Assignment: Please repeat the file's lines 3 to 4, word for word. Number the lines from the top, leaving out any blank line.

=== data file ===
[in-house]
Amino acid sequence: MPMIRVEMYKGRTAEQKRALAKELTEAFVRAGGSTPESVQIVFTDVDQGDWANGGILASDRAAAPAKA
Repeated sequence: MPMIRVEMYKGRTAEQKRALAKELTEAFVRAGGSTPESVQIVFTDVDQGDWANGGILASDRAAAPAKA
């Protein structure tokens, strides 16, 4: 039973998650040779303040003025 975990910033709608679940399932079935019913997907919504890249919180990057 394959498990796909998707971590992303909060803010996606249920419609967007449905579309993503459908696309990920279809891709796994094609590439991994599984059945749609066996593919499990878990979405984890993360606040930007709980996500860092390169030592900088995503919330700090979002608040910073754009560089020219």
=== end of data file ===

Repeated sequence: MPMIRVEMYKGRTAEQKRALAKELTEAFVRAGGSTPESVQIVFTDVDQGDWANGGILASDRAAAPAKA
């Protein structure tokens, strides 16, 4: 039973998650040779303040003025 975990910033709608679940399932079935019913997907919504890249919180990057 394959498990796909998707971590992303909060803010996606249920419609967007449905579309993503459908696309990920279809891709796994094609590439991994599984059945749609066996593919499990878990979405984890993360606040930007709980996500860092390169030592900088995503919330700090979002608040910073754009560089020219």